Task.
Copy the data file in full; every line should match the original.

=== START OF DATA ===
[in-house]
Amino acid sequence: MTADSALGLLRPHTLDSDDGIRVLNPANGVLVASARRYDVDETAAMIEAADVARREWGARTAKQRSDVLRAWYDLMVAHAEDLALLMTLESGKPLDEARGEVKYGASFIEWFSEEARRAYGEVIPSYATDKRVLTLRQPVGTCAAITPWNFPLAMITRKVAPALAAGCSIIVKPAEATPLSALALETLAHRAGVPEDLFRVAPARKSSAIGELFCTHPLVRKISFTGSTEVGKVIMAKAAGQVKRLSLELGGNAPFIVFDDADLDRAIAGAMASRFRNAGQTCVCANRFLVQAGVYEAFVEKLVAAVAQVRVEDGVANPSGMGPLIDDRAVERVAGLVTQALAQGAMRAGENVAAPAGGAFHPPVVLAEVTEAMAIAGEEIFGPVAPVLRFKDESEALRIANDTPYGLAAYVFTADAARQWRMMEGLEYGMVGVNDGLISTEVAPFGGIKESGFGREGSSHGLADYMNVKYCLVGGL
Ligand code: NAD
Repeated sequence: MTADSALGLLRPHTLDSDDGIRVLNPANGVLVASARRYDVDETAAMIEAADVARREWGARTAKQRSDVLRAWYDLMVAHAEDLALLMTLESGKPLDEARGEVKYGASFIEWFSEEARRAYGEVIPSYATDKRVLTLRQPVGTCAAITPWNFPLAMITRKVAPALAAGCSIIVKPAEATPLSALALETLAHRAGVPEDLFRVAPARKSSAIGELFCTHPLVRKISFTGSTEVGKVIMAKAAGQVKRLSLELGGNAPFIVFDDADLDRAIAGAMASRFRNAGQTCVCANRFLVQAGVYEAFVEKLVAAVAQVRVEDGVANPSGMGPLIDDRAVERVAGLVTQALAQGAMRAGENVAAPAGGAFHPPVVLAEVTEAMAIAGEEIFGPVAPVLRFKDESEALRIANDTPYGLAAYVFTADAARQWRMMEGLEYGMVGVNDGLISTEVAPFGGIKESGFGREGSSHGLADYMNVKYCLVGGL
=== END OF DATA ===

[in-house]
Amino acid sequence: MTADSALGLLRPHTLDSDDGIRVLNPANGVLVASARRYDVDETAAMIEAADVARREWGARTAKQRSDVLRAWYDLMVAHAEDLALLMTLESGKPLDEARGEVKYGASFIEWFSEEARRAYGEVIPSYATDKRVLTLRQPVGTCAAITPWNFPLAMITRKVAPALAAGCSIIVKPAEATPLSALALETLAHRAGVPEDLFRVAPARKSSAIGELFCTHPLVRKISFTGSTEVGKVIMAKAAGQVKRLSLELGGNAPFIVFDDADLDRAIAGAMASRFRNAGQTCVCANRFLVQAGVYEAFVEKLVAAVAQVRVEDGVANPSGMGPLIDDRAVERVAGLVTQALAQGAMRAGENVAAPAGGAFHPPVVLAEVTEAMAIAGEEIFGPVAPVLRFKDESEALRIANDTPYGLAAYVFTADAARQWRMMEGLEYGMVGVNDGLISTEVAPFGGIKESGFGREGSSHGLADYMNVKYCLVGGL
Ligand code: NAD
Repeated sequence: MTADSALGLLRPHTLDSDDGIRVLNPANGVLVASARRYDVDETAAMIEAADVARREWGARTAKQRSDVLRAWYDLMVAHAEDLALLMTLESGKPLDEARGEVKYGASFIEWFSEEARRAYGEVIPSYATDKRVLTLRQPVGTCAAITPWNFPLAMITRKVAPALAAGCSIIVKPAEATPLSALALETLAHRAGVPEDLFRVAPARKSSAIGELFCTHPLVRKISFTGSTEVGKVIMAKAAGQVKRLSLELGGNAPFIVFDDADLDRAIAGAMASRFRNAGQTCVCANRFLVQAGVYEAFVEKLVAAVAQVRVEDGVANPSGMGPLIDDRAVERVAGLVTQALAQGAMRAGENVAAPAGGAFHPPVVLAEVTEAMAIAGEEIFGPVAPVLRFKDESEALRIANDTPYGLAAYVFTADAARQWRMMEGLEYGMVGVNDGLISTEVAPFGGIKESGFGREGSSHGLADYMNVKYCLVGGL